A new protest event is planned to fight the TSA’s use of whole body imagers and enhanced pat downs, however, this protest could be undermined by the privilege and access required to get into airports themselves.
Anti-TSA activist Ashley Jessica has teamed teamed up with infowars.com to plan a massive anti-TSA protest this November. The aptly titled Opt Out and Film protest is aimed at getting people en-mass to refuse the use of the TSA’s Advanced Imaging Technology (including backscatter technology which some critics claim exposes passengers to harmful radiation and millimeter wave technology which Jessica claims damages passengers’ DNA). The goal of Opt Out and film day is to:
OPT OUT and FILM Week takes place November 19, 2012- November 26, 2012
THIS IS OUR OPPORTUNITY TO PEACEFULLY RESIST OPPRESSION AND SEND A MESSAGE TO THE TSA LOUD AND CLEAR
They will no longer use the threat of molestation to intimidate us into going through health damaging body scanners!
We will no longer tolerate them violating our civil liberties and human rights!We will no longer allow the TSA to stick their hands down our pants and touch our private parts!Any TSA agent who chooses to violate our rights and freedoms will be put on display for the world to see!
ENOUGH IS ENOUGH!
The protest capitalizes on two tactics that have been most successful in generating popular support for those who resist the TSA. First, in general, people who opt out whole body imagers are treated with admiration by many who oppose the TSA. Moreover, the protest aims to create more people opting out than a checkpoint can handle. Second, online videos of the TSA failing to follow protocol often sparks outrage among the TSA’s critics and even among those who often ignore the administration. Thus, a comprehensive strategy to force the agency to deal with more bodies than usual and to film those encounters will likely lead to increased tempers and mistakes. All of this suggests the potential for plenty of film to capture the kind of footage that creates the anti-TSA narratives critics prefer.
This latest resistance effort got a boost when consumer advocate Christopher Elliot
threw his support behind the protest, proclaiming the opt out week as a means to “kill” the TSA’s full body scanners. In a tweet Elliot even declared that 78% of travelers would participate in such a protest.
Of course Elliot fails to mention in his post that his 78% number comes from voluntary respondents to a poll on his website and on an article hosted by Huffington Post travel. Obviously 78% of travelers would not participate in “opt-out” week and to claim so is wildly misleading.
This underscores one of the major weaknesses with opt-out type protests: mobilization. In my own research I have found that large segments of anti-TSA critics, unlike Elliot or Jessica, either do not fly or overstate their actual opposition to the TSA. Evidence of this comes from their ignorance of TSA procedures or statements proclaiming that if the TSA were to touch them they would assault the TSA (instances of assault on TSA employees are rare). Meaning, that even if they do fly they do not adhere to their values of resistance in actual airport spaces.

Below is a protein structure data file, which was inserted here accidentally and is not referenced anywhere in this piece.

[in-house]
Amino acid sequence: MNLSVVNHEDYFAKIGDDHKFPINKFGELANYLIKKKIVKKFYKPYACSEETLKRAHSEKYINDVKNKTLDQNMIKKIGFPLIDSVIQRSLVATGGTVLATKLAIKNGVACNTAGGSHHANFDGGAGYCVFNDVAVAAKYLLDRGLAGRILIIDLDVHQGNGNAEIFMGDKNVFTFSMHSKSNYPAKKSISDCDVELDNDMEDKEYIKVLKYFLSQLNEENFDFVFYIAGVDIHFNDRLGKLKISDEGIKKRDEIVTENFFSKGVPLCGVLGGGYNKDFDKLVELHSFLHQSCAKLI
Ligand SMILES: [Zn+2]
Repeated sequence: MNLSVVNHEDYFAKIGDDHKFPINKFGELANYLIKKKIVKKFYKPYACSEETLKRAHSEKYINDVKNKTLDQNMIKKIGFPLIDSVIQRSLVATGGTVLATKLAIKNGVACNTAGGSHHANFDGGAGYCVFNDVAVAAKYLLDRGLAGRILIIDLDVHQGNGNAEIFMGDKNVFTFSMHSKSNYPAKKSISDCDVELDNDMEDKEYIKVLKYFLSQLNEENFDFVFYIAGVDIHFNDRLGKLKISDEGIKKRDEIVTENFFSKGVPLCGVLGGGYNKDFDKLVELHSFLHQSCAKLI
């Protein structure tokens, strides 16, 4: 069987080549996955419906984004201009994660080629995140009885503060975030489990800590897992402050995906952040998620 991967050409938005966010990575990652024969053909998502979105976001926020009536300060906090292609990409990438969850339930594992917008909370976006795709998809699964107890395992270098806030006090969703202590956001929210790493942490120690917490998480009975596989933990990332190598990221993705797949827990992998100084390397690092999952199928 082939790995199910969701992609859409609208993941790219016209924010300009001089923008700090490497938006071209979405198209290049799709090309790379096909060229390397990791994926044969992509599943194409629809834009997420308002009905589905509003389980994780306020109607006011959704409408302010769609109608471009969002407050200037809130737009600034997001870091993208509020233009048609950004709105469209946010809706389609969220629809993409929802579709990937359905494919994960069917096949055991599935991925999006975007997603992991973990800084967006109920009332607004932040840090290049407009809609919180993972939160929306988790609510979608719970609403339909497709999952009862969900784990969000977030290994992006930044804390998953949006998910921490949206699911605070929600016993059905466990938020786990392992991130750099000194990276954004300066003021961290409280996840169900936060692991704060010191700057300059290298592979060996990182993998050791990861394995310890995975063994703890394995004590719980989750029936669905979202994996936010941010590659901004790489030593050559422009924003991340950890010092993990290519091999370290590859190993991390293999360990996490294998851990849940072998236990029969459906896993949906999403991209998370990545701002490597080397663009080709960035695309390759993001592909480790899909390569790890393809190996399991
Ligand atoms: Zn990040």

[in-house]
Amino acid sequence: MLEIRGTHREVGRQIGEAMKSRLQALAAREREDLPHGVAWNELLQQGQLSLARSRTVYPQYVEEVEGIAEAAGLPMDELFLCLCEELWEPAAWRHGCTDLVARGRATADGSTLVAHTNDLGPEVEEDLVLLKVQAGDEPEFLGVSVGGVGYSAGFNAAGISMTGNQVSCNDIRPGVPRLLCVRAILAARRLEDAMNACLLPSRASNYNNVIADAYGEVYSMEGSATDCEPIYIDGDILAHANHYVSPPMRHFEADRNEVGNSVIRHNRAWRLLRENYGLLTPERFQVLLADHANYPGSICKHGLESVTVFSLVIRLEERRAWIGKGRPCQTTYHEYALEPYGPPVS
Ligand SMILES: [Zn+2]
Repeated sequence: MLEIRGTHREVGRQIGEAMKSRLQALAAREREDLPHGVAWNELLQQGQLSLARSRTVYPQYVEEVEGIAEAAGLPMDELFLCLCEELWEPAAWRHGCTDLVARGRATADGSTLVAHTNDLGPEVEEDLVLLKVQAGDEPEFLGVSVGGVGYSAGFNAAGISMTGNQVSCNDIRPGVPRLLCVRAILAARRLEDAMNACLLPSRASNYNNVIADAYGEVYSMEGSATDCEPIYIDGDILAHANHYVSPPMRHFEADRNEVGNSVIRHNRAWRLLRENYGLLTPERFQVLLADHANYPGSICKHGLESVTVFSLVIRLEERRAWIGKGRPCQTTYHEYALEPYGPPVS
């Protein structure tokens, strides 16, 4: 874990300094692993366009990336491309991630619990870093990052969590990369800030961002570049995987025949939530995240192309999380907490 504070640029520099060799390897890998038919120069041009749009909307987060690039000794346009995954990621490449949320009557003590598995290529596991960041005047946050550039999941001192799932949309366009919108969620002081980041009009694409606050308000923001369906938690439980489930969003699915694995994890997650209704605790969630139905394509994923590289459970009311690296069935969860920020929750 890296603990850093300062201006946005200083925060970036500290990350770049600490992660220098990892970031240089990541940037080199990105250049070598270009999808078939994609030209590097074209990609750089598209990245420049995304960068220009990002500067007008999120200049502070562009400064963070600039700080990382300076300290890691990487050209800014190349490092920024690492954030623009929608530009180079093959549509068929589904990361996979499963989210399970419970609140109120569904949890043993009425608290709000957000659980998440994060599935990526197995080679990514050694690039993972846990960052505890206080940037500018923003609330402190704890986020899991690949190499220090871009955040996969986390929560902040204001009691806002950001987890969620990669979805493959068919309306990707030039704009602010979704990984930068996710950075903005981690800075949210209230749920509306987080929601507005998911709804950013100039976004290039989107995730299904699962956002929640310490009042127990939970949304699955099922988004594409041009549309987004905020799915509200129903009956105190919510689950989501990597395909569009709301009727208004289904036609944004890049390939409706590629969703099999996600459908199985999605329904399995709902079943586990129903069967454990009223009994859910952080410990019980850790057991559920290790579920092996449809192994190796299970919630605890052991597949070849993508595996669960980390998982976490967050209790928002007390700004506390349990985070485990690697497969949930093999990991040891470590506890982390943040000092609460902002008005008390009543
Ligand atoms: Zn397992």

Moreover, Ashley Jessica and infowar’s opt out and film week, which takes place between November 19, 2012 at 6am and November 26, 2012 at 11pm, smacks of almost unbearable privilege. The protest asks passengers to:
Fly within the United States, OPT OUT of the body scanner and have someone FILM your pat-down;
You can also opt-out of other unreasonable TSA security procedures (i.e. eye scan, drink testing inside the terminal etc.) and film what happens.
There is a clear element of class here that comes with the ability to select to fly during one of the busiest and most expensive travel times during the year, preferably not alone, to have the ability & technology to film your pat down, and to have the leisure time to risk delays as a result of one’s protest. Because airport spaces require capital as a precursor to access, protesting them is a unique activity. Thus, Jessica, Elliot, and Infowars are taking an activity of privilege and protesting it. I want to underscore that I am not suggesting that actions by the TSA do not warrant resistance because of inherent privilege in air travel. However, given that many anti-TSA advocates dismiss those who support or refuse to oppose the agency (calling them plants or slaves online) or overstate the volume of those who resist the TSA; opt out and film week is particularly susceptible to its own unbearable privilege. I am not isolated from such privilege, after all my own research on airport spaces and resistance to the TSA is absolutely open to such critiques.
Will opt out and film be successful? I don’t know. I am sure that if it occurs the TSA will dismiss it as a minor inconvenience and its supporters will triumph it as a grand success. Both citing little evidence. However, unless it becomes a grand act of resistance it will fade quickly. Any history of resistance is also a history of persistence. Airport security, like airports themselves are about the persistence of capital- to flow in a globalized world-without the commitment to opt out beyond one week what incentive will the TSA have to make any change?
For all the complaints about abuses by the TSA, why do they deserve more attention now than the decades of complaints of abuse by State actors against the poor who rarely have consumer advocates or access to privileged activities like flying that are supposed to be free of the indignities of State violence?